Im­pe­rial Beach set to sue U.S. over bor­der pol­lu­tion

City of­fi­cials file le­gal com­plaint about flow of waste­water into San Diego County.

Los Angeles Times - - OBITUARIES - joshua.smith@sdunion­tri­ Smith writes for the San Diego Union-Tri­bune. By Joshua Emer­son Smith

SAN DIEGO — Of­fi­cials in Im­pe­rial Beach this week an­nounced they were pre­par­ing to take le­gal ac­tion against the fed­eral gov­ern­ment con­cern­ing the con­tin­ued flow of pol­luted waste­water from Ti­juana into San Diego County.

The city is tar­get­ing the U.S. sec­tion of the In­ter­na­tional Boundary and Wa­ter Com­mis­sion, a bi­na­tional agency that over­sees wa­ter treaties be­tween the U.S. and Mex­ico. Im­pe­rial Beach of­fi­cials al­lege that the agency re­peat­edly has failed to cap­ture and treat sewage rou­tinely flow­ing across the bor­der through canyons and the Ti­juana River.

“We’re hop­ing to force the U.S. gov­ern­ment to ad­dress this is­sue and spend the money needed to stop the flow of toxic waste and sewage into the Ti­juana River and un­der the bor­der fence,” said Im­pe­rial Beach Mayor Serge De­d­ina, who also heads the en­vi­ron­men­tal group Wild­coast.

Of­fi­cials with the U.S. sec­tion of the boundary com­mis­sion de­nied al­le­ga­tions that they haven’t taken proper steps to safe­guard the re­gion’s wa­ter qual­ity.

“It’s im­por­tant to ac­knowl­edge that we have taken and con­tinue to take con­crete ac­tions to ad­dress con­di­tions at the U.S.-Mex­ico bor­der,” said Sally Spener, spokes­woman for the panel. “We’ve been very re­spon­sive to the city of Im­pe­rial Beach and have taken con­crete ac­tions on some of their rec­om­men­da­tions and the rec­om­men­da­tions of other stake­hold­ers. That in­cludes study­ing in­fra­struc­ture al­ter­na­tives on the U.S. side.”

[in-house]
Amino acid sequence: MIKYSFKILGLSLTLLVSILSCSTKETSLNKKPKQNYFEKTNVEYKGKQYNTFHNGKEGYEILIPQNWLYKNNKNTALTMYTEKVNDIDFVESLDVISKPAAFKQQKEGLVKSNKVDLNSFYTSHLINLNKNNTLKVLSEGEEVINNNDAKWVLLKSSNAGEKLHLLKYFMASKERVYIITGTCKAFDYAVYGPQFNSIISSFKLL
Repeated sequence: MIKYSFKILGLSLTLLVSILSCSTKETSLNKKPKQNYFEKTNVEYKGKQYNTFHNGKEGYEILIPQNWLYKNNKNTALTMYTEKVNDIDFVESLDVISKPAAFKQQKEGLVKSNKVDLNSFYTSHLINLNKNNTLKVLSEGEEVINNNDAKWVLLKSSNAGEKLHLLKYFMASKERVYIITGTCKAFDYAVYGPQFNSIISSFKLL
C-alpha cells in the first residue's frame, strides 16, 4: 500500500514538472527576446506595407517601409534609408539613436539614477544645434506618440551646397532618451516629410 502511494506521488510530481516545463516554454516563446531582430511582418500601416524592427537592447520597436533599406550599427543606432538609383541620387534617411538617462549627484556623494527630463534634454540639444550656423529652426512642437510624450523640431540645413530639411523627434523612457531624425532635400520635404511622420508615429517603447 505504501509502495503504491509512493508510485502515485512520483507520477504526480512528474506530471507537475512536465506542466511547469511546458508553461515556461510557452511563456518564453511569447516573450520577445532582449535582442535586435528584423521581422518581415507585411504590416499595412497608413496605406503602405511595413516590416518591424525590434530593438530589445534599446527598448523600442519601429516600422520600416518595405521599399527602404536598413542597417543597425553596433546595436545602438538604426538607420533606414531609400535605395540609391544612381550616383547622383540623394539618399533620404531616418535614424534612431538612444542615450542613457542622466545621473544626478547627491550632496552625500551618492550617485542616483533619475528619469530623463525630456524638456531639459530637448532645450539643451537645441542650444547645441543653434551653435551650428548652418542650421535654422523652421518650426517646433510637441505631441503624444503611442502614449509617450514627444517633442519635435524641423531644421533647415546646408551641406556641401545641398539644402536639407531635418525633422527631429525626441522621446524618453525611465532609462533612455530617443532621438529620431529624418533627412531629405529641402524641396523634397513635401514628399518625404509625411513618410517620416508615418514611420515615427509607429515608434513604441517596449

Im­pe­rial Beach has re­tained an out­side law firm to pre­pare a 60-day no­tice that is re­quired be­fore it can sue the fed­eral gov­ern­ment for the al­leged vi­o­la­tions of the U.S. Clean Wa­ter Act.

The le­gal team is also rep­re­sent­ing the city in a po­ten­tially ground­break­ing law­suit against the world’s largest oil and coal com­pa­nies for the lo­cal fi­nan­cial im­pacts of sea-level rise.

Long-held frus­tra­tions came to a head in Fe­bru­ary, af­ter mil­lions of gal­lons of sewage poured into the Ti­juana River south of the bor­der and fouled beaches as far north as Coron­ado.

A bi­na­tional in­ves­ti­ga­tion found that as much as 256 mil­lion gal­lons of raw sewage and waste­water went un­ac­counted for as a re­sult of heavy rains that over­whelmed Ti­juana’s sewer sys­tem, crack­ing pipes that spilled di­rectly into the river. It was the lat­est flash­point for the cross­bor­der wa­ter pol­lu­tion is­sue, which has per­sisted for decades de­spite fi­nan­cial in­vest­ments by Mex­ico and the U.S. to make var­i­ous in­fra­struc­ture im­prove­ments.

U.S. Bor­der Pa­trol agents who work in the re­gion have come out in sup­port of the city’s le­gal ac­tion.

Of­fi­cials with a lo­cal Bor­der Pa­trol union have said they’re con­sid­er­ing fil­ing their own law­suit against the fed­eral gov­ern­ment to high­light what they said are haz­ardous work con­di­tions.

In re­cent months, the lo­cal union has ex­pressed con­cerns about res­pi­ra­tory prob­lems, rashes and nau­sea that it said are linked to cross-bor­der spills.

Bor­der Pa­trol agents have also filed dozens of re­ports doc­u­ment­ing ad­verse re­ac­tions af­ter they came into con­tact with sewage flows, in­clud­ing chem­i­cal burns, rashes and res­pi­ra­tory is­sues.

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